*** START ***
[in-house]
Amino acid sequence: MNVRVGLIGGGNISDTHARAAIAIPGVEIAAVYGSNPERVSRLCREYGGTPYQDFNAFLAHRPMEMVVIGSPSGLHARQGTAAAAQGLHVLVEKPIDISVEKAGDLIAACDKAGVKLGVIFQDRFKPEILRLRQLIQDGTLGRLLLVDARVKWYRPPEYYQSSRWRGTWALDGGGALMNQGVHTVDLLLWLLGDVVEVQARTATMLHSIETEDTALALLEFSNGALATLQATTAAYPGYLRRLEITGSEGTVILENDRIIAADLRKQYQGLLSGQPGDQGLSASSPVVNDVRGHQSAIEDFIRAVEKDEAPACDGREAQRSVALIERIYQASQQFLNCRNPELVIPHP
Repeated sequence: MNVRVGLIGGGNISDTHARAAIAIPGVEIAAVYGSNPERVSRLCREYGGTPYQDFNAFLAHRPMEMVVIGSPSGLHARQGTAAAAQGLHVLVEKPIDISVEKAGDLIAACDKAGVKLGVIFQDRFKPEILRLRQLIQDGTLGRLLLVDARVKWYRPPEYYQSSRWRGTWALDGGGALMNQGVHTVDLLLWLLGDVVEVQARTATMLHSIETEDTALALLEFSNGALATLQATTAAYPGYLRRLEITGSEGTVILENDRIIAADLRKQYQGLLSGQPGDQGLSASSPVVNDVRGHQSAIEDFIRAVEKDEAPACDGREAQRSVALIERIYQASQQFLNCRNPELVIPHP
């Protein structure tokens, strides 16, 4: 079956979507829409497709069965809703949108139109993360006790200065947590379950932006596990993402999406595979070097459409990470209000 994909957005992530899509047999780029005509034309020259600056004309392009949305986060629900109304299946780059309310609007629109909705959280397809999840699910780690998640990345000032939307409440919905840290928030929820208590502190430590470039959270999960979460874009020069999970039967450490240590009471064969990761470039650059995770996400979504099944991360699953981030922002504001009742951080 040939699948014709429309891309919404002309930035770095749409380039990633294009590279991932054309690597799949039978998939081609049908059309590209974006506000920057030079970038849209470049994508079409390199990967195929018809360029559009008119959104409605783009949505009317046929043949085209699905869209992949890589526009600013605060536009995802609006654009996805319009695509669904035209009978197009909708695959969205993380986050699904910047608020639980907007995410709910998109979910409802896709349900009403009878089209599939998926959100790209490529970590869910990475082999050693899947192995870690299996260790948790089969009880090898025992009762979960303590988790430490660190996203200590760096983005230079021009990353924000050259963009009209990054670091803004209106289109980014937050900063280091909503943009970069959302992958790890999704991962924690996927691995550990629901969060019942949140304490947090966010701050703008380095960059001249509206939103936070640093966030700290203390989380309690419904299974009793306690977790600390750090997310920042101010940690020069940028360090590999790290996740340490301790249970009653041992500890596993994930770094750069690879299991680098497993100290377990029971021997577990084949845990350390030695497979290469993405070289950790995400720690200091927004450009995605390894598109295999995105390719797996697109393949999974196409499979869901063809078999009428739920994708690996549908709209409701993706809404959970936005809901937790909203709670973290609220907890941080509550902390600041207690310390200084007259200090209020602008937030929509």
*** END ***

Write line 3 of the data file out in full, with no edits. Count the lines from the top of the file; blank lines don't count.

Repeated sequence: MNVRVGLIGGGNISDTHARAAIAIPGVEIAAVYGSNPERVSRLCREYGGTPYQDFNAFLAHRPMEMVVIGSPSGLHARQGTAAAAQGLHVLVEKPIDISVEKAGDLIAACDKAGVKLGVIFQDRFKPEILRLRQLIQDGTLGRLLLVDARVKWYRPPEYYQSSRWRGTWALDGGGALMNQGVHTVDLLLWLLGDVVEVQARTATMLHSIETEDTALALLEFSNGALATLQATTAAYPGYLRRLEITGSEGTVILENDRIIAADLRKQYQGLLSGQPGDQGLSASSPVVNDVRGHQSAIEDFIRAVEKDEAPACDGREAQRSVALIERIYQASQQFLNCRNPELVIPHP